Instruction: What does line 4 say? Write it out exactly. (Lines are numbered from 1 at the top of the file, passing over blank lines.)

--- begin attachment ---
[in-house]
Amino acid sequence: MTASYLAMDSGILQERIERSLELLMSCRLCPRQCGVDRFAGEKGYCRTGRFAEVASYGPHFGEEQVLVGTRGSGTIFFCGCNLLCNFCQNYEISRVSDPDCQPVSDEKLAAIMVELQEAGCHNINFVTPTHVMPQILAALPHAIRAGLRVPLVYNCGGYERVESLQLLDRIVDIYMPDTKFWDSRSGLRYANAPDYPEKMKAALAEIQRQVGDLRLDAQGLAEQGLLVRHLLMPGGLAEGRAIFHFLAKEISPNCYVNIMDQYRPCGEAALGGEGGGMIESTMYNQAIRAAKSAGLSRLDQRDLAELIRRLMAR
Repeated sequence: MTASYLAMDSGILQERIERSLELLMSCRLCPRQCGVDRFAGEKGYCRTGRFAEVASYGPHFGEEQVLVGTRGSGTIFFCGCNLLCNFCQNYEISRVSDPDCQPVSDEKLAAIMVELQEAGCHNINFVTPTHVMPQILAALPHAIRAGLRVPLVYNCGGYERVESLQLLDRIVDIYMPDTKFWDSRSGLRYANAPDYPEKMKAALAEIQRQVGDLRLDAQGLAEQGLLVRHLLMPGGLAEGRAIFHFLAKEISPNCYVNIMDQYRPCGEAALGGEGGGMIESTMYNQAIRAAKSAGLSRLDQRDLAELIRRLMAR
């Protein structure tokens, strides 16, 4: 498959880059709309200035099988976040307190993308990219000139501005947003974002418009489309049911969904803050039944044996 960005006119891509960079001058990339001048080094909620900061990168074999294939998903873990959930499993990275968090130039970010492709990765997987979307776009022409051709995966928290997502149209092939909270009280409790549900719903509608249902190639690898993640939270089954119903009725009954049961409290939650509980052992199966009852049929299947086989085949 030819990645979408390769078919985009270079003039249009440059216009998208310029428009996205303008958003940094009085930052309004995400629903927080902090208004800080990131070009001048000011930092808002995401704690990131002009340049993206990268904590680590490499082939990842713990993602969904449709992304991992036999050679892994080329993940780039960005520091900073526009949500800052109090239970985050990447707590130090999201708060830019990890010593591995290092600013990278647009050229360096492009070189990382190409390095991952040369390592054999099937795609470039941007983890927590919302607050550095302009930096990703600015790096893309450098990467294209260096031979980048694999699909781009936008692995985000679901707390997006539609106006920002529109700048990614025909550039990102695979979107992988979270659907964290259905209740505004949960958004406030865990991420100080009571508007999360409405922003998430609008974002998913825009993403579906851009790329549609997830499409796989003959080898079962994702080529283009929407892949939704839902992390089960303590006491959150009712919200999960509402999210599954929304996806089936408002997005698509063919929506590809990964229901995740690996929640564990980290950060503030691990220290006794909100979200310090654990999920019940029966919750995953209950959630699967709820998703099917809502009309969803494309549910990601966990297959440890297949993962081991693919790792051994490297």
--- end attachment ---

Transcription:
């Protein structure tokens, strides 16, 4: 498959880059709309200035099988976040307190993308990219000139501005947003974002418009489309049911969904803050039944044996 960005006119891509960079001058990339001048080094909620900061990168074999294939998903873990959930499993990275968090130039970010492709990765997987979307776009022409051709995966928290997502149209092939909270009280409790549900719903509608249902190639690898993640939270089954119903009725009954049961409290939650509980052992199966009852049929299947086989085949 030819990645979408390769078919985009270079003039249009440059216009998208310029428009996205303008958003940094009085930052309004995400629903927080902090208004800080990131070009001048000011930092808002995401704690990131002009340049993206990268904590680590490499082939990842713990993602969904449709992304991992036999050679892994080329993940780039960005520091900073526009949500800052109090239970985050990447707590130090999201708060830019990890010593591995290092600013990278647009050229360096492009070189990382190409390095991952040369390592054999099937795609470039941007983890927590919302607050550095302009930096990703600015790096893309450098990467294209260096031979980048694999699909781009936008692995985000679901707390997006539609106006920002529109700048990614025909550039990102695979979107992988979270659907964290259905209740505004949960958004406030865990991420100080009571508007999360409405922003998430609008974002998913825009993403579906851009790329549609997830499409796989003959080898079962994702080529283009929407892949939704839902992390089960303590006491959150009712919200999960509402999210599954929304996806089936408002997005698509063919929506590809990964229901995740690996929640564990980290950060503030691990220290006794909100979200310090654990999920019940029966919750995953209950959630699967709820998703099917809502009309969803494309549910990601966990297959440890297949993962081991693919790792051994490297």